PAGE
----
SK Telecom has drawn attention to some of the challenges it would face in building a 5G network based on 28GHz spectrum and says it is now looking at the use of sub-6GHz frequencies to support the next-generation mobile technology.
The South Korean operator last year carried out field trials of 5G technology based on 28GHz spectrum, which has been the focus of early 5G activities in several advanced markets, including South Korea, Japan and the US.
While the 28GHz band is not available to operators in other parts of the world, the amount of spectrum available in this range -- as well as other high-frequency bands -- should allow operators to provide much higher-speed services than over lower frequencies.
But these airwaves also come with major drawbacks. For one thing, operators would need a lot more site equipment to support a 28GHz deployment, simply because signals do not travel as far in this band as in lower frequency ranges.
Changsoon Choi, a senior manager with SK Telecom's corporate R&D center, says that power consumption on devices is a concern when it comes to 28GHz spectrum, and that it may be hard to install chips without blocking the wireless signal.
"With 28GHz, it is going to be challenging to integrate the chipsets into the smartphone devices," he told Light Reading at last week's Mobile World Congress in Barcelona.
In the meantime, the operator's interest in using much lower, sub-6GHz spectrum to support 5G services appears to be growing.
"We are looking at the possibility of getting spectrum below 6GHz [for 5G] and the government is considering this," says Choi. "No decision has been made but it is likely that we will be able to get this at the stage of commercialization."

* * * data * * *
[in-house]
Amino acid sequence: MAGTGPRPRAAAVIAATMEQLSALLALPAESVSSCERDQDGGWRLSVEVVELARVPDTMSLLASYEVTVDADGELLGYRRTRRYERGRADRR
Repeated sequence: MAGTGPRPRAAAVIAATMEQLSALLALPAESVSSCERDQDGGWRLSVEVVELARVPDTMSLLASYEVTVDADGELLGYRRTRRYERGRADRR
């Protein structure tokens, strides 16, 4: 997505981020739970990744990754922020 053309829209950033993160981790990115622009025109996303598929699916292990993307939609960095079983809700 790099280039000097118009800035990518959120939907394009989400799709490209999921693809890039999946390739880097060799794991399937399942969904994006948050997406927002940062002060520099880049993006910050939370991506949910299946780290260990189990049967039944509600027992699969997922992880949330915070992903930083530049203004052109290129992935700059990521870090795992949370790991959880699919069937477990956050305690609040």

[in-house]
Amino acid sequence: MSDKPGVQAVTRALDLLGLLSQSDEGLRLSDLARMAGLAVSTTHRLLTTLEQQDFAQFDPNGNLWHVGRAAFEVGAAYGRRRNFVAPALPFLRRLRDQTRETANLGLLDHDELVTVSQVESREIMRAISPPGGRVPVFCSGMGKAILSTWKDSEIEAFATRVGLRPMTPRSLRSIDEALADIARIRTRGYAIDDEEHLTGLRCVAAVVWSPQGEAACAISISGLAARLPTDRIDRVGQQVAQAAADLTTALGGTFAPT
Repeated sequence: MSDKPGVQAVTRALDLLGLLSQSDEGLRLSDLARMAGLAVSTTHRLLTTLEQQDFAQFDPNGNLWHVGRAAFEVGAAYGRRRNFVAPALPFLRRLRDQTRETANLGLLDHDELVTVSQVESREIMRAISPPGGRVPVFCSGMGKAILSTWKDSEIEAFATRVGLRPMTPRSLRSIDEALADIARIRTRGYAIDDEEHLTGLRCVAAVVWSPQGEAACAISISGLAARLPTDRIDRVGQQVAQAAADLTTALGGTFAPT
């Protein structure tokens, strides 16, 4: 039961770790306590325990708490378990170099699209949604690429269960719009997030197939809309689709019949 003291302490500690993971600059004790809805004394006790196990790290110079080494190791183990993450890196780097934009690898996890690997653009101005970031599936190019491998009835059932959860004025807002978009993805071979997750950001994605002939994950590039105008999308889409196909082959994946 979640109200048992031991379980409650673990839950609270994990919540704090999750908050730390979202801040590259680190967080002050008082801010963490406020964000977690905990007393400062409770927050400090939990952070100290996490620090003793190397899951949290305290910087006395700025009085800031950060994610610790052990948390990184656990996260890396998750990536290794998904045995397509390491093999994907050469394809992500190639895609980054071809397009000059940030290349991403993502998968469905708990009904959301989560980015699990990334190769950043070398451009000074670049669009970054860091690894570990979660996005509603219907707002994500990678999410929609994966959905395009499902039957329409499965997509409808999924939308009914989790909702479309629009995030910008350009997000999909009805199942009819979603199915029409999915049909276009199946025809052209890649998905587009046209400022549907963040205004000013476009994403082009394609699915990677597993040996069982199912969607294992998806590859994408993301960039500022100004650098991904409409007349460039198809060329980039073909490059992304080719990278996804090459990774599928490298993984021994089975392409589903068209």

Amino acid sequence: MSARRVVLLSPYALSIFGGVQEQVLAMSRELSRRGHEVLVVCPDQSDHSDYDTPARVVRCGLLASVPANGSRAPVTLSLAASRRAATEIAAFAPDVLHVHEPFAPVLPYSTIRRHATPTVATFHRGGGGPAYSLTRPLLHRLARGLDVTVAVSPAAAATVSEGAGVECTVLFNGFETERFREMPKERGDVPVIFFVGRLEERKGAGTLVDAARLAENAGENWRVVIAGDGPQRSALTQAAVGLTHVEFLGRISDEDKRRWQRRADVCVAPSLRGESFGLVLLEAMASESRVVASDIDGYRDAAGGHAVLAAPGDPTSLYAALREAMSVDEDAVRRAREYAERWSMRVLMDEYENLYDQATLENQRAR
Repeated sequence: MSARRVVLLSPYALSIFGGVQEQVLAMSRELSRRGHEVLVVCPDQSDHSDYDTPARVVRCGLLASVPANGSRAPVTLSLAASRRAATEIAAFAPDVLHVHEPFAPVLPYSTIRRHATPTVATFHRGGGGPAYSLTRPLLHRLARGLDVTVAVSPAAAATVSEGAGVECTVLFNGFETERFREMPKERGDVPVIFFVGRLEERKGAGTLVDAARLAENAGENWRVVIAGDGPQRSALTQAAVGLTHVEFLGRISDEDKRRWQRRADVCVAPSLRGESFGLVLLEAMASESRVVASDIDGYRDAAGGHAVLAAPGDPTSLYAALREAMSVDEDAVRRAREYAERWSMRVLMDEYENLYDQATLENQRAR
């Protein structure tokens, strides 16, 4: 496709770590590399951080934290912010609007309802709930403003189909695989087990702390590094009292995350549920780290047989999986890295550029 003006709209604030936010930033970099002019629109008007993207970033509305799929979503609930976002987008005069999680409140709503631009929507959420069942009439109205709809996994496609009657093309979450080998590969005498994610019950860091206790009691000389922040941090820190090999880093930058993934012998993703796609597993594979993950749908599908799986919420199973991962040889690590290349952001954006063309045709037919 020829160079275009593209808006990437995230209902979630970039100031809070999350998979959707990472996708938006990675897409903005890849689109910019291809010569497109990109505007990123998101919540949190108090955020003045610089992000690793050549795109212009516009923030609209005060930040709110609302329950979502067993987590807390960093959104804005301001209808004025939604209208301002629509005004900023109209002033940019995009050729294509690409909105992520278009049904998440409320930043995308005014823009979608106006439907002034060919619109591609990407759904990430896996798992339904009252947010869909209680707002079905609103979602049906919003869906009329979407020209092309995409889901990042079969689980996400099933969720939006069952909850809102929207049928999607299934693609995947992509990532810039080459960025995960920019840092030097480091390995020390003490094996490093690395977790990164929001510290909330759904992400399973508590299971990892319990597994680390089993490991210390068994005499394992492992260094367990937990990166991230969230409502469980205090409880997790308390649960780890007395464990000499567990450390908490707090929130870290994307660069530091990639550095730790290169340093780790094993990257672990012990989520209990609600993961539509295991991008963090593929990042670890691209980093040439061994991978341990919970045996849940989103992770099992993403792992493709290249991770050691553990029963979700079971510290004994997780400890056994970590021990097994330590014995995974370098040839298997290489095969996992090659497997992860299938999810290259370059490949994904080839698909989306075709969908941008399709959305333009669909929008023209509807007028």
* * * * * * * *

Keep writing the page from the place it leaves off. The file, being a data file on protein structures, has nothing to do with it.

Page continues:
The use of sub-6GHz spectrum is likely to reduce the capital expenditure bill dramatically and would align SK Telecom (Nasdaq: SKM) with a number of European operators that are similarly interested in using "mid-band" airwaves to provide 5G services. (See Vodafone CTO 'Worried' About 5G mmWave Hype.)
According to a report from Barclays cited by German telco Deutsche Telekom AG (NYSE: DT), the cost of deploying a nationwide 28GHz-based 5G network in the US could run to as much as $300 billion. (See DT Plots 5G Across Entire Footprint.)
While mid-band airwaves are bound to have a big role to play outside urban hotspots, Choi says that sub-6GHz spectrum could also be used with 5G in more densely populated areas.
Assuming progress on 5G standardization goes according to plan, SK Telecom now hopes it may be able to launch a commercial 5G service as soon as 2019.
But a widespread rollout of 5G technology will be challenging given the operator's spending constraints.
In February, SK Telecom said it had no plans to increase capital expenditure this year from the level of 2 trillion Korean won ($1.7 billion) it spent in 2016, even though it expects sales to rise 4% in 2017. (See Can SK Telecom Write a New Telco Growth Story?.)
Choi says that senior managers are pushing for a reduction in both capital and operating expenditure even as the operator launches 5G services.
"One of the things we are doing is to make the infrastructure more virtualized and open so that there is more competition and less expense," he says. "There are some core network and virtualized RAN [radio access network] parts where we can have more companies [involved]."
A desire to reduce the bill for 5G rollout appears to be one of the key reasons behind SK Telecom's decision last year to join the Telecom Infra Project (TIP), an initiative led by Facebook whose goals include reducing infrastructure costs through technology innovation.
Deutsche Telekom, which is also a member of TIP, is similarly hopeful that using more advanced software in conjunction with "standardized" hardware could make the rollout of a 5G radio access network far more economical. (See DT CTO: Costs Must Fall or 5G 'Won't Work'.)
Choi agrees with the German operator that such technology developments are likely to put a lot of pressure on traditional vendors expecting a sales boost from the rollout of 5G.
— Iain Morris, , News Editor, Light Reading